by Priscilla Taiwo
Many thoughts flashed through my mind when I saw the theme of this year’s International Women’s Day (IWD): “Embrace Equity“. It seemed like a calling further and beyond my fight for gender equality. It seemed more right and just.
Back to my thoughts, I remembered as a little girl, I was young and quite sheltered but open to the opportunities that the world would give me. As I grew older, I found that while the opportunities did exist, it wasn’t as simple as I had assumed.
“Man of the House”
In my culture, whenever an elder person came to visit, my father would call us all to greet the visitor. As a Yoruba girl, I was to kneel down and my brother was to prostrate in front of the elder. Often I was glad that I didn’t have to sprawl on the ground in the name of “greeting”. That’s not the point though! I would then hear the visitor say approvingly, “Man of the House” as he patted my brother’s head. Then he would turn to my father and say, “You are truly a man for having a son”. I’d always cringe and mask my feelings, but these experiences led me to question my worth.
As a girl child, was I in any way LESS than my brother?
Then I would watch my mother serve our meals. Again, male family members get two pieces of meat and for us girls, it would be one or none at all. Mummy would dote on her only son and refer to him as “My boy!” Whenever casual conversations came up at home on how women should submit to their husbands, I would agree but quickly chip in that men are to love their wives regardless (of any submission)… and that is a great responsibility too!
Women gathered in the cool of the evening to gist. A woman who had only female children was not considered a mother yet. But how? She carried a child for nine months, delivered of the baby, breastfed the child, and you say she is less of a mother because of the gender of that child? Although I was young, I wasn’t at all satisfied with these narratives and observations.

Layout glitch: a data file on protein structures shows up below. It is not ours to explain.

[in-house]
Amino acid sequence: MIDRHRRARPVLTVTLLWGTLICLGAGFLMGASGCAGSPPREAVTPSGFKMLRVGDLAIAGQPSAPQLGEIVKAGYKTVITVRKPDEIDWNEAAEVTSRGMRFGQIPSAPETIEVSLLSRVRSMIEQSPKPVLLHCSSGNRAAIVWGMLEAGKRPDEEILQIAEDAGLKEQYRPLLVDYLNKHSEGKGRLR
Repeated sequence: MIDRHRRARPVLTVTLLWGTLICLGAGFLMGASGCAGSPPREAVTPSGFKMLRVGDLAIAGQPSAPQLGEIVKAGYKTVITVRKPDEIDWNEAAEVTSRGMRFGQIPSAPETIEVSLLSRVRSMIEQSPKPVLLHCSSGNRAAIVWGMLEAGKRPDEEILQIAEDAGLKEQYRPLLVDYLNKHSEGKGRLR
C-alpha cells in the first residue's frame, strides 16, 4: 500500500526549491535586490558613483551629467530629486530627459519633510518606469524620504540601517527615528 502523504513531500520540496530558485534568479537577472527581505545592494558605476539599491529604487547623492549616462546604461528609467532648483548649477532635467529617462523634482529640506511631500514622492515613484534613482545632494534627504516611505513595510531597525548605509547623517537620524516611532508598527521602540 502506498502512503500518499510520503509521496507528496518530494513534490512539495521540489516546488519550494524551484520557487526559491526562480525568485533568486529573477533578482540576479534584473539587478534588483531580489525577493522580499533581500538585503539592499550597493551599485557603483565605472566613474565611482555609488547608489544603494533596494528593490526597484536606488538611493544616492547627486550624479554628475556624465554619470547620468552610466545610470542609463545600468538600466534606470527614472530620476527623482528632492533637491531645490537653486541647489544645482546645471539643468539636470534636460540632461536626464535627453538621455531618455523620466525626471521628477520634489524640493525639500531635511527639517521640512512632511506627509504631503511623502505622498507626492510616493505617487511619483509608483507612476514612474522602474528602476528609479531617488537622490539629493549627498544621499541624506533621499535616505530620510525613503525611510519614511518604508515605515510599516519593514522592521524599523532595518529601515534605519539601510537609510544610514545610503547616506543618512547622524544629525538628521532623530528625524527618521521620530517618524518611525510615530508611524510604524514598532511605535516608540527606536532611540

Reasons and Justifications
The more I questioned, it seemed as if there were more justifications than answers. There were religious reasons, there were defences of African traditions and family cultures, there were personal explanations and societal arguments. “Men are providers, and women are homemakers” was one that emphasised the fact that a woman’s role could not transcend that of her family. She had to ensure that her family came first, even before her own needs. Quite a good thought, but why make it sound like women were mere slaves with no personal identity? Did submission mean slavery? If so, I would be content to journey through life single.
As I grew up, I realised that just as there were certain expectations of me as a girl, my male counterparts had their own issues to content with. For example, I watched my brother and his friends strive to prove their ‘strength’ to the world. They couldn’t afford to be weak or admit that they needed help. Doing so and showing their real selves would mean a rejection of their manhood.
And here I am stuck, because this form of injustice applies to both genders. And this brings us back to the IWD 2023 call for us all to embrace equity – to stand for fairness and justice, regardless of gender, religion, education, background and tribe.
I would like to live in a world where…
· there is no distinction between feminine and masculine careers, and anyone can realise their dream of building themselves in any field.
· we don’t have to disguise any traits that are seen as weaknesses or that reveal our humanity.
· a man can simply admit that he needs a hug and a cry.
· a woman can share her dreams with her father or partner, and he replies with, “I believe in you“.
· gender roles are flexible enough to adapt to changes.
This would be… HUMAN RIGHTS at its peak!
Will you join us to start these conversations? Then I invite you specially to our forthcoming event on “Ensuring Equitable Practices for Women and Youths in African Societies” on *Saturday 4th March.
Book your place through this link and I look forward to seeing you there!
*Please carefully check the event start time for your own time zone.
Priscilla Taiwo is a writer, personal development enthusiast and Communications Intern at AFFIRM Consulting, Training and Coaching.
The featured image from pict rider is the silhouette of a row of men and women holding hands in solidarity and support of gender equity.